Dapat ay magkaroon ng total mining ban sa Pilipinas. Walang anumang naidulot na kabutihan ang pagmimina sa Pilipinas, kung saan ang ating mga mineral resources ay ini-extract ng mga local at foreign miners nang hindi idini-declare ang tunay na quantity ng ores na na-extract, bukod pa sa ini-smuggle sila, usually ng mga Chinese mining companies, patungo sa China upang hindi maipagbayad ng napakababang buwis na 7% lamang ang kabuuan. Ninanakaw din ng mga illegal Chinese miners ang ating magnetites at iba pang rare earth metals na na-i-extract mula sa black sand ng mga dalampasigan sa Cagayan, Zambales, Ilocos, at iba pang mga coastlines ng mga probinsiya sa Visayas at Mindanao. Maraming malulubhang sakit ang idinudulot ng toxic wastes mula sa pagmimina, na-e-extinct ang ating mga indigenous fauna and flora, binabago at winawasak ang magagandang topograpiya at kapaligiran ng ating bansa, nauubos ang ating mga mineral resources sa ubod nang babang giveaway price na 7%, at ang yumayaman lamang ay ang mga mining companies, private individual miners at mga tiwaling mga opisyales ng gobyerno.

  • John Reyes

    It’s self-serving, but then again business exist for profit, not altruism. Self interest is the name of the game. We shouldn’t even have the right to split profits with them, their high tax burden is enough. These guys take all the risk in finding mineral deposits, and that’s a big risk. The government keeps saying it’s for the “common good” but the problem with that is who really benefits? The people? No. The miners? No. Bureaucrat swine? A big YES!

    Apart from the profit sharing scheme and the high taxes, government officials can red tape a mining firm to death because firms can’t lift a finger without having to pay off an official somewhere.

    • DGuardian

      I beg to disagree. What high taxes were you referring to? These mining companies are paying the measly 2% excise tax and 5% royalty tax. The mining companies in Australia pay 40%. Of course, the mining companies are the ones that benefit immensely from their mining operations in the Philippines. Just look at the countless slums that are spread across the country, the grinding poverty all around you, and the appalling ugliness that you see in every city and town in the Philippines. Only the areas that were developed by private companies differ from the usual sickening atmosphere and sights of other residential, commercial, or any other public places in our country. What has mining done to improve the lives and uplift the standards of living of tens of millions of impoverished Filipinos?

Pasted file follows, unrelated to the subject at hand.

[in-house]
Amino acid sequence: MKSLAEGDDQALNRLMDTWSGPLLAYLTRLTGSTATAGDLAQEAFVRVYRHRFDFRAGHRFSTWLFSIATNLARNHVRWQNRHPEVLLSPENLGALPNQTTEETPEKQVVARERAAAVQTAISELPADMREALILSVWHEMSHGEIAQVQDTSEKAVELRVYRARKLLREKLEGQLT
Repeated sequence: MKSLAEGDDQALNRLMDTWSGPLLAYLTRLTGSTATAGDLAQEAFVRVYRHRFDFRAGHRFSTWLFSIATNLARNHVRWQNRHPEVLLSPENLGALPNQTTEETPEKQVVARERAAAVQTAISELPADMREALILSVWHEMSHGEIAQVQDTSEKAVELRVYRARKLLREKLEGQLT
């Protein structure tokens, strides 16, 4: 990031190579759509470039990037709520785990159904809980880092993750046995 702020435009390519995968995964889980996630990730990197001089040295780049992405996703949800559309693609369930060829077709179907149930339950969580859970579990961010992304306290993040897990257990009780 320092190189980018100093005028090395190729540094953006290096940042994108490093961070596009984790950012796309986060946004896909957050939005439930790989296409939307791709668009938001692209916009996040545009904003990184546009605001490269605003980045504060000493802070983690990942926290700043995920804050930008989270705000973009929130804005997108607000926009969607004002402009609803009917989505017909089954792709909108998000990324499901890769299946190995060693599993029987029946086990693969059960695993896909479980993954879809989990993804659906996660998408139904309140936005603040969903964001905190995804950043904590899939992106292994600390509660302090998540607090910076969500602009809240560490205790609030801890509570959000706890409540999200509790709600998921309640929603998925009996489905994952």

• John Reyes

        My bad, it wasn’t a tax per se, but it was the new profit-sharing agreement which forces the company to pay 50% of gross revenues upfront so the government swine are sure to receive the money no matter what the bottom line may look like. Now my second question is this, have you gone to the towns near Philex mining areas? Have you asked the locals there? Because if not, I implore you to go. Almost all the people there are thankful because Philex employs almost all, if not all of the town folk. It doesn’t need to give back the profits but they build schools anyway. They clean up whatever they mess up, but they get blamed for whatever the small-time miners destroy.

        The only ones who want Philex out are the people not living near the mining areas. For your last question, you’re asking what Philex has done? I don’t know and I don’t care because they have no obligation whatsoever to uplift the lives of the “impoverished: (read:lazy) Filipinos, in the same way that I can’t force you to help others, you can’t force people or corporations to help other people. The only responsibility of a corporation is to its shareholders. .

  • carlcid

    This is a very self-serving statement coming from the miners themselves. We all want a higher rate of return, don’t we? But we cannot be giving our patrimony away.